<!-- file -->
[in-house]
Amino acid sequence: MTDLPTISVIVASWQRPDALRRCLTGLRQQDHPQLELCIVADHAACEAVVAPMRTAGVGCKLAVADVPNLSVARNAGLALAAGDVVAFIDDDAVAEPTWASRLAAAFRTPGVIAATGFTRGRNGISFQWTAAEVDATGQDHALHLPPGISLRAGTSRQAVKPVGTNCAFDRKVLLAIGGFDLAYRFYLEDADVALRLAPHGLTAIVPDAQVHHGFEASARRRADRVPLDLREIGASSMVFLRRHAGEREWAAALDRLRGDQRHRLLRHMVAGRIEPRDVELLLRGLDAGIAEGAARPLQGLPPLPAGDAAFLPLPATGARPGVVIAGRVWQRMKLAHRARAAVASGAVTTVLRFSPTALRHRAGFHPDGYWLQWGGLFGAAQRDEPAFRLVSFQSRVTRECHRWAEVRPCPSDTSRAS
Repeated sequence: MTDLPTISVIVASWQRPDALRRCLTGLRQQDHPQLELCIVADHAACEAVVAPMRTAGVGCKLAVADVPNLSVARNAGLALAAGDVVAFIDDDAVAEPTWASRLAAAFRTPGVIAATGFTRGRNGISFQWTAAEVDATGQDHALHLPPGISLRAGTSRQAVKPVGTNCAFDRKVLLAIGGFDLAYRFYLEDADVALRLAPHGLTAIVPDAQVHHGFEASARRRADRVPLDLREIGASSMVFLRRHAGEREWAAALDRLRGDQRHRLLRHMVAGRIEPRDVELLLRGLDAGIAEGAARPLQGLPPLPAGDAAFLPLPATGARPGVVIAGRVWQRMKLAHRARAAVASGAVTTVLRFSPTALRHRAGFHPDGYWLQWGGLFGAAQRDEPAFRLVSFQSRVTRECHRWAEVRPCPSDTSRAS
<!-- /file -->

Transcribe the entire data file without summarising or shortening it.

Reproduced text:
[in-house]
Amino acid sequence: MTDLPTISVIVASWQRPDALRRCLTGLRQQDHPQLELCIVADHAACEAVVAPMRTAGVGCKLAVADVPNLSVARNAGLALAAGDVVAFIDDDAVAEPTWASRLAAAFRTPGVIAATGFTRGRNGISFQWTAAEVDATGQDHALHLPPGISLRAGTSRQAVKPVGTNCAFDRKVLLAIGGFDLAYRFYLEDADVALRLAPHGLTAIVPDAQVHHGFEASARRRADRVPLDLREIGASSMVFLRRHAGEREWAAALDRLRGDQRHRLLRHMVAGRIEPRDVELLLRGLDAGIAEGAARPLQGLPPLPAGDAAFLPLPATGARPGVVIAGRVWQRMKLAHRARAAVASGAVTTVLRFSPTALRHRAGFHPDGYWLQWGGLFGAAQRDEPAFRLVSFQSRVTRECHRWAEVRPCPSDTSRAS
Repeated sequence: MTDLPTISVIVASWQRPDALRRCLTGLRQQDHPQLELCIVADHAACEAVVAPMRTAGVGCKLAVADVPNLSVARNAGLALAAGDVVAFIDDDAVAEPTWASRLAAAFRTPGVIAATGFTRGRNGISFQWTAAEVDATGQDHALHLPPGISLRAGTSRQAVKPVGTNCAFDRKVLLAIGGFDLAYRFYLEDADVALRLAPHGLTAIVPDAQVHHGFEASARRRADRVPLDLREIGASSMVFLRRHAGEREWAAALDRLRGDQRHRLLRHMVAGRIEPRDVELLLRGLDAGIAEGAARPLQGLPPLPAGDAAFLPLPATGARPGVVIAGRVWQRMKLAHRARAAVASGAVTTVLRFSPTALRHRAGFHPDGYWLQWGGLFGAAQRDEPAFRLVSFQSRVTRECHRWAEVRPCPSDTSRAS